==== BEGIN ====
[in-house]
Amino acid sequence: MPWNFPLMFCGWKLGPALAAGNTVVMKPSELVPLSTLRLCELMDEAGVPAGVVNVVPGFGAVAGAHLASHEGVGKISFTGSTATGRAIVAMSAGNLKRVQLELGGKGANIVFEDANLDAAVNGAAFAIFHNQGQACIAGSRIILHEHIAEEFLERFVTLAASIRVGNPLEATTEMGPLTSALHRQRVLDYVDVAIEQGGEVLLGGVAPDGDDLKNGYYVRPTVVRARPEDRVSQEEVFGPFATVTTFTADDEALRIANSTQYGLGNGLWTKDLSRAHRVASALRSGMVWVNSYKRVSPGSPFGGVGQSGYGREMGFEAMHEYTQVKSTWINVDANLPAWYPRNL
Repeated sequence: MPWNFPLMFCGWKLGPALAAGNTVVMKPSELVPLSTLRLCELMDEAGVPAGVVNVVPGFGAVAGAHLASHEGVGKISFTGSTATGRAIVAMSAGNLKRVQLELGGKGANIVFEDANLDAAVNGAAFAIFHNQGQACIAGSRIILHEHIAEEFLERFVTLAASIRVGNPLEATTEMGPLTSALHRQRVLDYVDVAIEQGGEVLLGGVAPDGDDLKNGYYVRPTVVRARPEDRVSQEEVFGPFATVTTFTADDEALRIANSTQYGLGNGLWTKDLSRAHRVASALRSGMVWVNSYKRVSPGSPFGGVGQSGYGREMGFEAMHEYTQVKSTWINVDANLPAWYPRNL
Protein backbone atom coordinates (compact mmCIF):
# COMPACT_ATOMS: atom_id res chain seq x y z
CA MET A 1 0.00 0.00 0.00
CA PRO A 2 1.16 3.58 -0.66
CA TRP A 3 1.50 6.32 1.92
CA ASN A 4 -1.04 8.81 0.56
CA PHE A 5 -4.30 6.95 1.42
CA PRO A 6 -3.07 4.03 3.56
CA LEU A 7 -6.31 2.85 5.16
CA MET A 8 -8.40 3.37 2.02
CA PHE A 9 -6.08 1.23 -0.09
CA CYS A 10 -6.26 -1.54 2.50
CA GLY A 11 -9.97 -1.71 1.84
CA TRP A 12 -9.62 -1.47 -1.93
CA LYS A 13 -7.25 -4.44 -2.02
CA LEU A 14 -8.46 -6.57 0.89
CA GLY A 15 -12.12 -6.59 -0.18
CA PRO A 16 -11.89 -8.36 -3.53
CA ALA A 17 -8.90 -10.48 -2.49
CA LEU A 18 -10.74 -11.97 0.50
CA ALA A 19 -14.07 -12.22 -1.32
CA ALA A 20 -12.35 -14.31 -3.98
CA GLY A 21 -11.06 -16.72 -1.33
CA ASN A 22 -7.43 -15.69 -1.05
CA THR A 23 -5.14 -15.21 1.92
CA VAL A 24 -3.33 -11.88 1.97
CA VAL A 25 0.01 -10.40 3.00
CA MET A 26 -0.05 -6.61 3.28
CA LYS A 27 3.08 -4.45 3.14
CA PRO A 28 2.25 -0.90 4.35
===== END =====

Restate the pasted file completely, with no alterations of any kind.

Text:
[in-house]
Amino acid sequence: MPWNFPLMFCGWKLGPALAAGNTVVMKPSELVPLSTLRLCELMDEAGVPAGVVNVVPGFGAVAGAHLASHEGVGKISFTGSTATGRAIVAMSAGNLKRVQLELGGKGANIVFEDANLDAAVNGAAFAIFHNQGQACIAGSRIILHEHIAEEFLERFVTLAASIRVGNPLEATTEMGPLTSALHRQRVLDYVDVAIEQGGEVLLGGVAPDGDDLKNGYYVRPTVVRARPEDRVSQEEVFGPFATVTTFTADDEALRIANSTQYGLGNGLWTKDLSRAHRVASALRSGMVWVNSYKRVSPGSPFGGVGQSGYGREMGFEAMHEYTQVKSTWINVDANLPAWYPRNL
Repeated sequence: MPWNFPLMFCGWKLGPALAAGNTVVMKPSELVPLSTLRLCELMDEAGVPAGVVNVVPGFGAVAGAHLASHEGVGKISFTGSTATGRAIVAMSAGNLKRVQLELGGKGANIVFEDANLDAAVNGAAFAIFHNQGQACIAGSRIILHEHIAEEFLERFVTLAASIRVGNPLEATTEMGPLTSALHRQRVLDYVDVAIEQGGEVLLGGVAPDGDDLKNGYYVRPTVVRARPEDRVSQEEVFGPFATVTTFTADDEALRIANSTQYGLGNGLWTKDLSRAHRVASALRSGMVWVNSYKRVSPGSPFGGVGQSGYGREMGFEAMHEYTQVKSTWINVDANLPAWYPRNL
Protein backbone atom coordinates (compact mmCIF):
# COMPACT_ATOMS: atom_id res chain seq x y z
CA MET A 1 0.00 0.00 0.00
CA PRO A 2 1.16 3.58 -0.66
CA TRP A 3 1.50 6.32 1.92
CA ASN A 4 -1.04 8.81 0.56
CA PHE A 5 -4.30 6.95 1.42
CA PRO A 6 -3.07 4.03 3.56
CA LEU A 7 -6.31 2.85 5.16
CA MET A 8 -8.40 3.37 2.02
CA PHE A 9 -6.08 1.23 -0.09
CA CYS A 10 -6.26 -1.54 2.50
CA GLY A 11 -9.97 -1.71 1.84
CA TRP A 12 -9.62 -1.47 -1.93
CA LYS A 13 -7.25 -4.44 -2.02
CA LEU A 14 -8.46 -6.57 0.89
CA GLY A 15 -12.12 -6.59 -0.18
CA PRO A 16 -11.89 -8.36 -3.53
CA ALA A 17 -8.90 -10.48 -2.49
CA LEU A 18 -10.74 -11.97 0.50
CA ALA A 19 -14.07 -12.22 -1.32
CA ALA A 20 -12.35 -14.31 -3.98
CA GLY A 21 -11.06 -16.72 -1.33
CA ASN A 22 -7.43 -15.69 -1.05
CA THR A 23 -5.14 -15.21 1.92
CA VAL A 24 -3.33 -11.88 1.97
CA VAL A 25 0.01 -10.40 3.00
CA MET A 26 -0.05 -6.61 3.28
CA LYS A 27 3.08 -4.45 3.14
CA PRO A 28 2.25 -0.90 4.35